The full list of stories can be found below.
COVID-19 is spreading rapidly across the world and having a devastating impact on many people’s lives. As countries go into lockdown and ramp up protection measures, the virus is treading a path of disruption in all areas of society.
The IP world is not exempt from these changes, of course, and the people and systems within it face uncertain times. At Managing IP we are endeavouring to make sense of what these fast-moving developments mean for practitioners, counsel and all other stakeholders globally.
US courts shutdown shows virtual opportunities
Judges and litigators told Americas editor Patrick Wingrove about how the COVID-19 courtroom shutdown has highlighted the advantages and disadvantages of holding hearings on virtual platforms.
Judges cannot conduct jury trials virtually at the moment, but they have endeavoured to hold judicial conferences that don’t require in-person hearings.
While this development has shown that there are inherent communication shortcomings when conducting hearings from afar, they said, online hearings have been shown to work and, more than that, to create case management efficiencies. You can read the full article here.
Compulsory licensing jitters
After speaking with in-house sources at pharma companies, reporter Charlotte Kilpatrick learned that they have mixed emotions about mounting pressure from governments, the World Health Organization and research institutions to give up patent rights to find a cure for COVID-19.
Known as compulsory licensing, the provisions would allow governments to waive patents without the consent of the rights holder. By doing this, governments ensure that generics companies can produce enough of the product to guarantee wide access and low prices. With the COVID-19 death tolls rising steadily every day, more countries including Israel and Canada are looking to strengthen their laws around compulsory licences.
Innovators are eager to find a vaccine, but the threat of having their IP seized leaves some companies wondering what precedent this pandemic will set. You can read the full article here.
Other in-house lawyers tell Charlotte that compulsory licensing could create problems down the line researching future vaccines. A better alternative to compulsory licensing is to strengthen public and private sector collaborations that are working hard to find COVID-19 treatments and vaccines.
The hunt for a COVID-19 vaccine is also making the scientific and pharmaceutical community rethink the benefits of the open source model for developing therapeutic treatments.
In another article by Charlotte, academics, researchers and in-house pharma attorneys said that through radical sharing and collaboration, open source medicine will help accelerate the discovery of a COVID-19 treatment and lead to cost-savings for companies and patients.
Much like open source forums for software, open medicine involves freely sharing data, know-how and tools with the wider community. Early stages of research are done in collaboration with universities and pharma companies, and all results are shared with each member. You can read the full article here.
Jet-set lifestyle on the wane?
“Many people will come out of this and realise that they probably didn’t need to be doing a lot of the things they were.” That was the prediction of one lawyer trying to foresee the long-term effects of the COVID-19 pandemic.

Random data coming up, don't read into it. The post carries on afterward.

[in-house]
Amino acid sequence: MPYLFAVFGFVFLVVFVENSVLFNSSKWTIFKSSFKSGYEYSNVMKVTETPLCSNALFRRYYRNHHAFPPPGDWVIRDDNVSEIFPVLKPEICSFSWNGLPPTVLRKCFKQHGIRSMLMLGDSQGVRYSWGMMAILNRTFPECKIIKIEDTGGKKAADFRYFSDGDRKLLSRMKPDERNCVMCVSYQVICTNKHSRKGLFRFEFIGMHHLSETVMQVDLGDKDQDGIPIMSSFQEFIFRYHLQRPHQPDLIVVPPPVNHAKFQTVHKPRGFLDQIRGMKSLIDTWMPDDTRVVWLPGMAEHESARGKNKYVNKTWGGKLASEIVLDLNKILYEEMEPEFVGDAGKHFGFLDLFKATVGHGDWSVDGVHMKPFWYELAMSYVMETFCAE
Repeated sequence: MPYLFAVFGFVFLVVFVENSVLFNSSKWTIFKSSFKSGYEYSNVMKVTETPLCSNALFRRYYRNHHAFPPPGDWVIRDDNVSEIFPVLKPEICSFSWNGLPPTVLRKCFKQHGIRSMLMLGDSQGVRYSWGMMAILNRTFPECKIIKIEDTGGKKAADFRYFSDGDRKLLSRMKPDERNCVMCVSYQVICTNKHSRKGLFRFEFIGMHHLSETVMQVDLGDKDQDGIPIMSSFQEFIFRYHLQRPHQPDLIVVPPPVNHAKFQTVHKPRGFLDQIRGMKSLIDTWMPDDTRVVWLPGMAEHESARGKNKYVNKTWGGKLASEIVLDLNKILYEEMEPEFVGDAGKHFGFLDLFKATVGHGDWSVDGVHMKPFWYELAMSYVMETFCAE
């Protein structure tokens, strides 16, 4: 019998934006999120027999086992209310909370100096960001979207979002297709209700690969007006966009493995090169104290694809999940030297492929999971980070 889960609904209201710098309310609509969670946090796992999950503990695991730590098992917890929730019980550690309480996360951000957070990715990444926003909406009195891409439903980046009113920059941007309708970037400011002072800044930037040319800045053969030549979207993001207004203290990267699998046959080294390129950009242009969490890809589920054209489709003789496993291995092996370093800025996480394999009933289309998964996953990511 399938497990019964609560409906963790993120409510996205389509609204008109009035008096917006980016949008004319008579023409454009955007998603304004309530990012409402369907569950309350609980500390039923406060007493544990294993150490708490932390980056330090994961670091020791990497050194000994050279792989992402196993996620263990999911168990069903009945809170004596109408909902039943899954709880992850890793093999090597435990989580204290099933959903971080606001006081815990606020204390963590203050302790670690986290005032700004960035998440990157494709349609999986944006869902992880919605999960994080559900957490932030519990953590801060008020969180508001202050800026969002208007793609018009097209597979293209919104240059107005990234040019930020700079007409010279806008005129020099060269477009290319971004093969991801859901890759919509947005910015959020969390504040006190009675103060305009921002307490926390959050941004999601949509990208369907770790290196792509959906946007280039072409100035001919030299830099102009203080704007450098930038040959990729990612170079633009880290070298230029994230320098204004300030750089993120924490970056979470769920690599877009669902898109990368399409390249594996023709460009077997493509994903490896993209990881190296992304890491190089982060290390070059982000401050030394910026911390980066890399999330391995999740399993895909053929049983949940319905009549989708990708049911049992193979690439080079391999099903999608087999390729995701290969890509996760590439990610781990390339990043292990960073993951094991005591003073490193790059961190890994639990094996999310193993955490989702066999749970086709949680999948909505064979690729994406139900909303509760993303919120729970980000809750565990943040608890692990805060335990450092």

A mixture of in-house IP counsel and private practice lawyers predict that if we get accustomed to doing business effectively over apps like Skype and Teams, then it may reduce the need for regular international travel to meet clients and colleagues.
One lawyer also predicts that some law firms may look to scale back their office space – and save money in the process – should home working become far more common. Read more about these predictions and others in the full article.
COVID-19 has already turned many people’s professional (and personal) worlds upside down, with remote working becoming mandatory and age-old practices being put to the test. To find out how IP lawyers and owners have been affected, our senior reporter Max Walters has spoken to several specialists about the overall impact on IP office procedures and more. You can read the full article here.
The pandemic has also shut courtrooms and moved justice online. Charlotte Kilpatrick spoke to Mr Justice Colin Birss of the England and Wales High Court to find out how he is adjusting to ruling not from the bench, but from his barn. Barristers and solicitors say there have been a few teething issues, but for the most part justice continues with the help of Skype and WhatsApp. You can read the article here.
These articles provide just a taste of how impactful COVID-19 is likely to be on IP. The race to innovate may throw up incredibly challenging questions, perhaps some that have never been tested before. We are already seeing reports that a medical device company in Italy – one of the worst-affected countries – has threatened to sue volunteers who 3D printed a valve used for life-saving treatments. Amid a global health crisis, many people would support actions that potentially violate IP rights if it means saving lives. But IP owners would probably argue that such treatments wouldn’t exist without their investment and monopoly. It is in times like these when we really see the tension between public need and private interest. You can read our article on reactions to compulsory licensing here.
Stay up to date
As our reporters provide more insight on COVID-19 developments, we will update the below list of stories for you.
IT problems put justice on hold in France [April 23]
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